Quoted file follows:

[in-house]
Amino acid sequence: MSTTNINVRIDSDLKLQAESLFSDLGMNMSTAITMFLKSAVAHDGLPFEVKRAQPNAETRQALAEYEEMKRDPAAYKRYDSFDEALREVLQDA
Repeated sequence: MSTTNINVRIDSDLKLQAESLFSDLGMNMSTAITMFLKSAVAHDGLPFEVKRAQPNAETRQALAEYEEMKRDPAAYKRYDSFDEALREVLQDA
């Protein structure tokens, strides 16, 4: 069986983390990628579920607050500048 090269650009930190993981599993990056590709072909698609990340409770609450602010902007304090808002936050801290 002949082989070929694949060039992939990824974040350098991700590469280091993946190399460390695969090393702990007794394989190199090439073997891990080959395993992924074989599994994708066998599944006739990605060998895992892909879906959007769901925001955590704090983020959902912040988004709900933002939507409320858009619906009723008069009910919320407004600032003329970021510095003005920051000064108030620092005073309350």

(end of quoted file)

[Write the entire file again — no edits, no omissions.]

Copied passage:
[in-house]
Amino acid sequence: MSTTNINVRIDSDLKLQAESLFSDLGMNMSTAITMFLKSAVAHDGLPFEVKRAQPNAETRQALAEYEEMKRDPAAYKRYDSFDEALREVLQDA
Repeated sequence: MSTTNINVRIDSDLKLQAESLFSDLGMNMSTAITMFLKSAVAHDGLPFEVKRAQPNAETRQALAEYEEMKRDPAAYKRYDSFDEALREVLQDA
């Protein structure tokens, strides 16, 4: 069986983390990628579920607050500048 090269650009930190993981599993990056590709072909698609990340409770609450602010902007304090808002936050801290 002949082989070929694949060039992939990824974040350098991700590469280091993946190399460390695969090393702990007794394989190199090439073997891990080959395993992924074989599994994708066998599944006739990605060998895992892909879906959007769901925001955590704090983020959902912040988004709900933002939507409320858009619906009723008069009910919320407004600032003329970021510095003005920051000064108030620092005073309350």